Guide to Life
8 Bourbon Terms Every Man Should Know
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Last Updated November, 2017.
The patois of bourbon has developed over centuries. During that time, the language mostly stayed within the confines of distilleries. But now a rekindled obsession for American whiskey is pushing the jargon into the mainstream. Chalk some of it up to a more sophisticated market, and the rest to promotion.
Visiting bourbon country makes one thing inherently clear: very little separates one distillery from another. It’s a game of technicalities. Every bourbon distiller is in the business of aging corn-based whiskey in barrels to put into bottles, but distinguishing their product amid a sea of tempting amber liquids is a different art form entirely. Understanding a few core terms can help any curious whiskey fan understand what they’re buying, and even why they like what’s in their glass. We asked employees in the bourbon industry to arm us with a basic vocabulary.
“Whiskey must follow a specific set of legal requirements to be called a bourbon. It’s unique to the United States and must be made here — but it doesn’t have to be from Kentucky. It must be made of at least 51 percent corn and feature no other flavor additives beyond water. It must be distilled at 160 proof or less and barreled at 125 proof or less in only new charred oak barrels. It must be also be bottled at a minimum of 80 proof. If it doesn’t meet all of those rules, it’s not a bourbon.” – Elizabeth O’Neill, Master Taster for Woodford Reserve
“A rye whiskey has to be at least 51 percent rye in its mash bill. The composite of the rest of the mash bill can be made from either corn or barley. Bulleit Rye is 95 percent rye 5 percent barley. There are some ryes that are merely 51 percent rye. Rye has a very high starch content, so you’re gonna find that a lot of ryes are going to contain malted barley, which breaks the starch down in the rye for the yeast during fermentation. American rye has to be aged at least two years to become a straight rye whiskey. It has to be aged in new charred oak barrels as well. Canadian rye has to meet an entirely different set of parameters. It has a totally different legal definition. They can add artful colors and flavors. So American rye is really where its at.” – Brian Downing, Bartender at The Silver Dollar Louisville, staffer at the Bulleit Frontier Whiskey Experience at Stitzel-Weller
Bottled in Bond
“In the early 1800s people were putting anything in a bottle, any kind of spirit, vodka, gin whatever. They were flavoring it with or coloring it with iodine, tobacco, licorice. Whatever they could find to color it or flavor it to make people believe it was bourbon. Well, it was killing people and making people sick. So the government stepped in and created the Bottled-in-Bond Act. Today Bottle in Bond means, by government standards, it is a minimum of four years old. It will always be bottled at 100 proof. It must also be distilled by one distiller. It sounds crazy, but it is legal to get bourbon from multiple distilleries and put it in a bottle and call it bourbon. But to call it a Bottle in Bond, it has to be one distiller. And it has to be one distilling season — from January to December of the same year. So you’re looking at a very high-quality product. When you see ‘Bottled in Bond’, what you see is quality.” – Sheila Osbourne, General Manager at the Bourbon Heritage Center Heaven Hill Distilleries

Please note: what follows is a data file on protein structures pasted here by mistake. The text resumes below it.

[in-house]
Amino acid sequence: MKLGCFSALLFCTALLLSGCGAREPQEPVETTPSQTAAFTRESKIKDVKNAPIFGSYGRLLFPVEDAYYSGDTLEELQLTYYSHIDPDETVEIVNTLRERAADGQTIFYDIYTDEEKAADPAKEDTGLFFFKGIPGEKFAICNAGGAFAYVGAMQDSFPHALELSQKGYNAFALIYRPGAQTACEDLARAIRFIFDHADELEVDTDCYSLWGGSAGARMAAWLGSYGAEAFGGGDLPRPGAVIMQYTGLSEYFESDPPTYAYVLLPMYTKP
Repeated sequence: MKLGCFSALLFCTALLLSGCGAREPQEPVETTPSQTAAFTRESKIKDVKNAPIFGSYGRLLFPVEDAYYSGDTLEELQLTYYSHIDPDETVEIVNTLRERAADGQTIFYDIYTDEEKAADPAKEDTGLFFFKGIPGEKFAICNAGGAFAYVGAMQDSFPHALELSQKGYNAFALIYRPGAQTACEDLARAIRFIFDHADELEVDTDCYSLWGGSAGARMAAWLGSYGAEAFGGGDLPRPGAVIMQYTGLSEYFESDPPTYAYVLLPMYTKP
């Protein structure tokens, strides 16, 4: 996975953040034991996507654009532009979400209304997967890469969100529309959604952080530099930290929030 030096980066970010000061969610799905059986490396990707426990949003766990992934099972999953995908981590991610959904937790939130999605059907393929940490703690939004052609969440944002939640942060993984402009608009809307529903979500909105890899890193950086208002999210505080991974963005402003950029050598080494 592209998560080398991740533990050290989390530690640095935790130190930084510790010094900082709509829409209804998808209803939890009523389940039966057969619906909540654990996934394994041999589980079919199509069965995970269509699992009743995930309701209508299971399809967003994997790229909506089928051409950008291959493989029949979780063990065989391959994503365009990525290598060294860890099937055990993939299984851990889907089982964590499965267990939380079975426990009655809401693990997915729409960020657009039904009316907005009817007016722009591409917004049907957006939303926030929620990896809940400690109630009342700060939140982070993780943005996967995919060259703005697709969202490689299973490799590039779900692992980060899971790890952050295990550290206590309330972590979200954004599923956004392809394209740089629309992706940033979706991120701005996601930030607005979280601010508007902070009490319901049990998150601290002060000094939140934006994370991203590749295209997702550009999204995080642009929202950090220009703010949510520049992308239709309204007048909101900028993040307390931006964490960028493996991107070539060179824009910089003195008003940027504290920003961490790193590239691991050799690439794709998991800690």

“In 1897, Colonel E.H. Taylor, who is a distiller, helps pass what’s called the Bottled-in-Bond Act. The Bottle Act is the first consumer protection act in United States history. It states a handful of things to make a Bonded Spirit. It must be aged at least four years. It must be bottled at no greater or no less than 100 proof, exactly 50 percent alcohol. It must come from grain produced in one season. It must be distilled at one location and aged under U.S. Government supervision. Now what’s interesting is that while there’s a handful of Bottled-in-Bond bourbons, it doesn’t actually only apply to bourbon. Any spirit can technically be Bottled in Bond.” – Brian Downing, Bartender at Silver Dollar Louisville, staffer at Bulleit Frontier Whiskey Experience at Stitzel-Weller